That's right--it's the Africans. Why? Because that's where our species originated! How do we know this? Because Africans just so happen to sport the greatest amount of genetic variability of any human sub-group! They've had the most time of any sub-group to create this variability.

So, sorry, but if we went back 2,000 years, we'd find less variability--not more.

Remember, biodiversity is a good thing.

Also, do some research on population bottlenecks, especially the Toba catastrophe theory. Humans had a population bottleneck 70,000 years ago, and it's encoded within our genes.

posted on Dec, 4 2006 @ 10:36 AM
To get this thread back on track, am I correct that Darwin's view of evolution is now wrong and Dawkins revision has been proven right by this finding. For a fuller explanation of why I think this see my above posts.

[edit on 4/12/06 by byhiniur]

posted on Dec, 4 2006 @ 12:13 PM

Originally posted by byhiniur
To get this thread back on track, am I correct that Darwin's view of evolution is now wrong and Dawkins revision has been proven right by this finding. For a fuller explanation of why I think this see my above posts.

[edit on 4/12/06 by byhiniur]
Hmm...

I don't think "wrong" is the right word. I think "refined" would be better. It's a bit like how Einstein's theories replaced Newton's theories, but that didn't mean that Newton was wrong--just that his theories didn't apply to all cases. To put it another way, the analogy Dawkins : Darwin :: Einstein : Newton seems apropos.

[edit on 12/4/2006 by supercheetah]

posted on Dec, 4 2006 @ 12:32 PM

Originally posted by supercheetah
To put it another way, the analogy Dawkins : Darwin :: Einstein : Newton seems apropos.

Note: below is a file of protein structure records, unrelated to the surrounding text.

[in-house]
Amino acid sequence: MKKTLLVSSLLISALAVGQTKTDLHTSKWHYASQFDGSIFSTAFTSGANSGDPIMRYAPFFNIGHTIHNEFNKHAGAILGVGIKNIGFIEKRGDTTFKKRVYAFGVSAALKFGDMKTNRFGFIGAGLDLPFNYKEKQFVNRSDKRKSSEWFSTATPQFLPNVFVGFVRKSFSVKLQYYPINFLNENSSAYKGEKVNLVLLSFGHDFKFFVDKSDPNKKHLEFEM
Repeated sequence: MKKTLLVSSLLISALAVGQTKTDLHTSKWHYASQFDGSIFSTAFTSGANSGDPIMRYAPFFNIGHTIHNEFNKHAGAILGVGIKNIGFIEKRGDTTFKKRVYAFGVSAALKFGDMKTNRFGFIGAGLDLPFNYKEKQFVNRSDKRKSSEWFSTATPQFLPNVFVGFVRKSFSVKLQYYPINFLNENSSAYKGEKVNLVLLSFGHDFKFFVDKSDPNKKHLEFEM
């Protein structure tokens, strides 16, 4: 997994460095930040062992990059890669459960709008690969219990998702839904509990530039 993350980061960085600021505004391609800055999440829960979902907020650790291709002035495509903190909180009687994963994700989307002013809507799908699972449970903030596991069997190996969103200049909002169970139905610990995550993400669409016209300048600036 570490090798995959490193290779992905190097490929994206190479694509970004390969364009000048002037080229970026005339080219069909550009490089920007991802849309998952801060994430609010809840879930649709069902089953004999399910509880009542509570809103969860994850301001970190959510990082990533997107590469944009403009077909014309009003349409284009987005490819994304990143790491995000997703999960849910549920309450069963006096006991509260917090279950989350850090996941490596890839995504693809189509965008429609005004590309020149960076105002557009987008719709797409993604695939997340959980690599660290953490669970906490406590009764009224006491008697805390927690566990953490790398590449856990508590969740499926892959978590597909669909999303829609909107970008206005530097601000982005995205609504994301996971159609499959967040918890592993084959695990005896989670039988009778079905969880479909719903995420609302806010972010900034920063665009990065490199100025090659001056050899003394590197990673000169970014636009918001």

Dawkins isn't even a scientist, much less a theoretician... comparing Dawkins to Einstein is absurd. While there may be some validity to the idea that genes are the unit of evolution and selection... the view is entirely too simplistic.

But that's the point of Dawkin's simplifying and making things understandable to interested lay people for the most part. Most scientists don't take Dawkins as an authorative source on evolution. Gould, Lewontin, Shapiro, Foster, etc. All theoreticians and researchers whose ideas challenge Darwin's, but not Dawkins.

posted on Dec, 4 2006 @ 01:44 PM

Originally posted by kallikak

Originally posted by supercheetah
To put it another way, the analogy Dawkins : Darwin :: Einstein : Newton seems apropos.

Dawkins isn't even a scientist, much less a theoretician... comparing Dawkins to Einstein is absurd. While there may be some validity to the idea that genes are the unit of evolution and selection... the view is entirely too simplistic.

But that's the point of Dawkin's simplifying and making things understandable to interested lay people for the most part. Most scientists don't take Dawkins as an authorative source on evolution. Gould, Lewontin, Shapiro, Foster, etc. All theoreticians and researchers whose ideas challenge Darwin's, but not Dawkins.
He is a scientist. He's the same type of scientist as Jane Goodall--an ethologist (the study of animal behavior). A list of his work can be found here. What he isn't is an evolutionary biologist, which is probably what gets him into trouble with evolutionary biologists.

That said, he has studied evolution, and published some papers on the topic. And, resorting to his lack of credentials in evolutionary biology doesn't necessarily mean he's wrong. That's nothing more than the fallacy of appealing to authority. This isn't to say that Dawkins is right in his theories. Indeed, many evolutionary biologists have had no compunction in poking holes with regards to The Selfish Gene. In fact, Gould himself was often seen in opposition to Dawkins regarding evolutionary theory, even though they were often staunch allies in defending science against pseudoscience--specifically Intelligent Design.

posted on Dec, 4 2006 @ 10:49 PM
Why would we need to do all of that when we have a perfectly good fossil record, with nice fossils of anatomically modern humans, and very good dating techniques that already show us how far we go back? I think you are making this a little to complicated.

Originally posted by polomontana
I don't think this has anything to do with a selfish gene or gene survival. These genes get reproduced. What they are talking about is that 3 people can have different numbers of the same gene. I could have 4 copies, the next person 3 and the next person 2. The gene variation between human to human is a BOMBSHELL. Were not talking about gene reproduction but the copying of a gene from human to human.